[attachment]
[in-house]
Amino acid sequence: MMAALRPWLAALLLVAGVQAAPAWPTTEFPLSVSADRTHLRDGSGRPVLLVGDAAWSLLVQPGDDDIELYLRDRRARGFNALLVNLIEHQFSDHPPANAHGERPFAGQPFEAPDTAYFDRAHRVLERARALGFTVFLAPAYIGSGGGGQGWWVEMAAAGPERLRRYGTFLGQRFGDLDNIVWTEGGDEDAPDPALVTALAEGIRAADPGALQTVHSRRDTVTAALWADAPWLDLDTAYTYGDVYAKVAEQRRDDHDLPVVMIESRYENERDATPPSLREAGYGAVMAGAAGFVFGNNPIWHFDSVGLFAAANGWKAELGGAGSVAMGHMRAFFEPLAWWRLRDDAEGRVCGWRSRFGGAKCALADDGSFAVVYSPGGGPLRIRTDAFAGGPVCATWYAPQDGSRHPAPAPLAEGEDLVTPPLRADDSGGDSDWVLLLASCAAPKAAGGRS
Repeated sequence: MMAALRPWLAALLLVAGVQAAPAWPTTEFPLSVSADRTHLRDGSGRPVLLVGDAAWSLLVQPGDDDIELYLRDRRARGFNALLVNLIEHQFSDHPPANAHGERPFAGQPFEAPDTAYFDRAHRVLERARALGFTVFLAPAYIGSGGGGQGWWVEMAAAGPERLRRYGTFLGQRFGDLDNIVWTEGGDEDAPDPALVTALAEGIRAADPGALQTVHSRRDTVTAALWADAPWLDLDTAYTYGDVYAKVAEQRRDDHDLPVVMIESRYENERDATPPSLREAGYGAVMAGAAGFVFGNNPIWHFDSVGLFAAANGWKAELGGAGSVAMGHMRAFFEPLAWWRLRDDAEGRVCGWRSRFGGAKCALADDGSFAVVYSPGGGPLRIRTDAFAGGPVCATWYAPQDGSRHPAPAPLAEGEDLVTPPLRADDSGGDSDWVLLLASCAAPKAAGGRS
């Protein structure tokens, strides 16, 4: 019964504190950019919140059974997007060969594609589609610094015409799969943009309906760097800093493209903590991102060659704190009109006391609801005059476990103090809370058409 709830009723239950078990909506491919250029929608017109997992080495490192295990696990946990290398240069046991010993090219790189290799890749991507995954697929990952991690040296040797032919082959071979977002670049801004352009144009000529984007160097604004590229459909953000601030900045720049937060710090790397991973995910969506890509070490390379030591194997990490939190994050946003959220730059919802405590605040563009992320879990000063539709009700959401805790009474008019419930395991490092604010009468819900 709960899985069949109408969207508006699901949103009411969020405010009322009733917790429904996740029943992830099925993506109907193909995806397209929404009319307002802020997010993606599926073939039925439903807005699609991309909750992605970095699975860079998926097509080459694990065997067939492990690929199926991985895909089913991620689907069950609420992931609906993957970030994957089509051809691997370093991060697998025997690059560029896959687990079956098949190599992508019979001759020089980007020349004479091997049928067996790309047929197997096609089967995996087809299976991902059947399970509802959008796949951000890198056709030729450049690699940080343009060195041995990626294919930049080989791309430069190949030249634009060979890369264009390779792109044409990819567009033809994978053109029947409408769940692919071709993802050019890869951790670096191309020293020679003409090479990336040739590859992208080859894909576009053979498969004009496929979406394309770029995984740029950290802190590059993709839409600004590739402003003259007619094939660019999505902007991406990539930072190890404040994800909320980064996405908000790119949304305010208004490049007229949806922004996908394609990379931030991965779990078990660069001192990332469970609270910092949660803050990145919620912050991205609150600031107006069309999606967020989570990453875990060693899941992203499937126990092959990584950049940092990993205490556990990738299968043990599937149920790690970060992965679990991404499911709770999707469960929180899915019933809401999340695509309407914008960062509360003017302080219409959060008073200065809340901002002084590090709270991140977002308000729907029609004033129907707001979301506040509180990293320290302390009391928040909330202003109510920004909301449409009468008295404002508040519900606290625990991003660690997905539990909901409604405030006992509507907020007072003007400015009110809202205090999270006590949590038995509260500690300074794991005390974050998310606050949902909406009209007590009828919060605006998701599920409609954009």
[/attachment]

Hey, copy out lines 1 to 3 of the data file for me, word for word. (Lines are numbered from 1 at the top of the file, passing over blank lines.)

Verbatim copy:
[in-house]
Amino acid sequence: MMAALRPWLAALLLVAGVQAAPAWPTTEFPLSVSADRTHLRDGSGRPVLLVGDAAWSLLVQPGDDDIELYLRDRRARGFNALLVNLIEHQFSDHPPANAHGERPFAGQPFEAPDTAYFDRAHRVLERARALGFTVFLAPAYIGSGGGGQGWWVEMAAAGPERLRRYGTFLGQRFGDLDNIVWTEGGDEDAPDPALVTALAEGIRAADPGALQTVHSRRDTVTAALWADAPWLDLDTAYTYGDVYAKVAEQRRDDHDLPVVMIESRYENERDATPPSLREAGYGAVMAGAAGFVFGNNPIWHFDSVGLFAAANGWKAELGGAGSVAMGHMRAFFEPLAWWRLRDDAEGRVCGWRSRFGGAKCALADDGSFAVVYSPGGGPLRIRTDAFAGGPVCATWYAPQDGSRHPAPAPLAEGEDLVTPPLRADDSGGDSDWVLLLASCAAPKAAGGRS
Repeated sequence: MMAALRPWLAALLLVAGVQAAPAWPTTEFPLSVSADRTHLRDGSGRPVLLVGDAAWSLLVQPGDDDIELYLRDRRARGFNALLVNLIEHQFSDHPPANAHGERPFAGQPFEAPDTAYFDRAHRVLERARALGFTVFLAPAYIGSGGGGQGWWVEMAAAGPERLRRYGTFLGQRFGDLDNIVWTEGGDEDAPDPALVTALAEGIRAADPGALQTVHSRRDTVTAALWADAPWLDLDTAYTYGDVYAKVAEQRRDDHDLPVVMIESRYENERDATPPSLREAGYGAVMAGAAGFVFGNNPIWHFDSVGLFAAANGWKAELGGAGSVAMGHMRAFFEPLAWWRLRDDAEGRVCGWRSRFGGAKCALADDGSFAVVYSPGGGPLRIRTDAFAGGPVCATWYAPQDGSRHPAPAPLAEGEDLVTPPLRADDSGGDSDWVLLLASCAAPKAAGGRS